Kevin Strickland, 61, speaks during an interview Nov. 5, 2019, in a visiting room at Western Missouri Correctional Center in Cameron. He now uses a wheelchair because medical issues keep him from standing for more than a few minutes at a time. James Wooldridge / The Kansas City Star JAWOOLDRIDGE@KCSTAR.COM

 

FOR IMMEDIATE RELEASE

 

Jackson County Prosecutor States MIP & BCLP Client

Kevin Strickland Is Actually Innocent

Attorneys ask Missouri Supreme Court to set Strickland free

 

Kansas City, Mo. (May 10, 2021) – The Midwest Innocence Project (MIP), working in partnership with international law firm, Bryan Cave Leighton Paisner (BCLP), has filed a petition for a Writ of Habeas Corpus to the Missouri Supreme Court seeking the release and exoneration of their client, Kevin Strickland. Jackson County Prosecuting Attorney Jean Peters Baker, whose office prosecuted Strickland in 1979, agrees Strickland is innocent and has joined in calling for his release.

 

“We are grateful to Jean Peters Baker and the Jackson County Prosecutor’s Office for their support of Mr. Strickland’s innocence and their work reviewing his case,” stated MIP’s executive director Tricia Rojo Bushnell. “The evidence of Mr. Strickland’s innocence is clear, and we applaud the prosecutor’s office for fulfilling their duty as ministers of justice to ensure that justice is done—in this case, doing everything possible to help exonerate an innocent man.”

 

Strickland has served over 42 years in prison for a 1978 triple homicide that claimed the lives of Sherrie Black, John Walker, and Larry Ingram, and injured Cynthia Douglas. Strickland has consistently maintained his innocence during his long incarceration. Since his conviction, evidence of Strickland’s innocence has continued to emerge, including sworn statements from the actual perpetrators declaring Strickland’s innocence and naming the previously unidentified fourth perpetrator, for whom Strickland was mistaken, and a recantation of an identification of Strickland as one of the perpetrators from the sole surviving victim of the crime, Cynthia Douglas.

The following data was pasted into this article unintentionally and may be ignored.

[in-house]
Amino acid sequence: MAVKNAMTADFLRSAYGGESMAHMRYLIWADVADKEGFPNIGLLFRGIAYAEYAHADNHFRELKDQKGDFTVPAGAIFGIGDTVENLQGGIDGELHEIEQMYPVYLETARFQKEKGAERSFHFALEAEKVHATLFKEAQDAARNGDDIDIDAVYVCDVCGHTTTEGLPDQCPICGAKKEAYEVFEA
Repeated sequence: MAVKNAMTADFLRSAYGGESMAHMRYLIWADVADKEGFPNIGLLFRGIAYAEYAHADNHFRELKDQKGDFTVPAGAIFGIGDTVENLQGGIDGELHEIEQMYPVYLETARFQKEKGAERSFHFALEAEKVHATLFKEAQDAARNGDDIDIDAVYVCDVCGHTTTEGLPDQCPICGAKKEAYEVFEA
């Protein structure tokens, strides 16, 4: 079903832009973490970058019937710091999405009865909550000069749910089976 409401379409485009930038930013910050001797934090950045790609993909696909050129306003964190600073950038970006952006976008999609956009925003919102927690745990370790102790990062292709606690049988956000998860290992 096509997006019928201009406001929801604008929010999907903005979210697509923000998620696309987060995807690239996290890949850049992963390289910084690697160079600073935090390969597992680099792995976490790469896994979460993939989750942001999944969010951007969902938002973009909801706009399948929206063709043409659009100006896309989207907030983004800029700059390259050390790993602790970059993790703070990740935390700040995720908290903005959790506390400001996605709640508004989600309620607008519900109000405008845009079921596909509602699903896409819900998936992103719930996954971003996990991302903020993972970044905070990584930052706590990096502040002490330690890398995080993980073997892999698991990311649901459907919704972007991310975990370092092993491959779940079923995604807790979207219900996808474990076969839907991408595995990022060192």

“Once she became aware of her mistake, Ms. Douglas did everything she could to free Mr. Strickland and she bears no responsibility for the years Mr. Strickland has lost,” stated Rojo Bushnell. “Mr. Strickland’s conviction was the failure of a system and the injustice of his continued incarceration harms not only him, but the families of the victims, who must continue to relive this horrible crime as we fight to correct this injustice.”

 

Strickland’s first trial resulted in a hung jury, but he was convicted at a second trial by an all-white jury based almost entirely on the unreliable eyewitness identification of the surviving victim, Douglas. Although Douglas knew Strickland at the time of the crimes, she did not immediately identify him as a perpetrator. Instead, she named two of the four perpetrators and told police she could not identify the other two. After others suggested to Douglas that they had previously seen Strickland in the company of the two known perpetrators, Douglas provided Strickland’s name to police.  Modern scientific understanding of cognition and memory deeply undermines the reliability of Douglas’s eyewitness identification, and for many years until her death in 2015, Douglas repeatedly expressed to her family members and others both her doubts about her identification of Strickland and her wish to see him exonerated.

 

In addition to Douglas’ recantation, Strickland’s innocence is also supported by sworn statements from the true perpetrators, declaring Strickland’s innocence and, in the case of two of the codefendants, naming the individual for whom Strickland was mistaken. The first of these confessions came just months after Strickland’s conviction, at co-defendant Vincent Bell’s plea hearing. As part of his plea, Bell described what occurred on the night of the crime and made clear that “Kevin Strickland wasn’t there at the house that day.”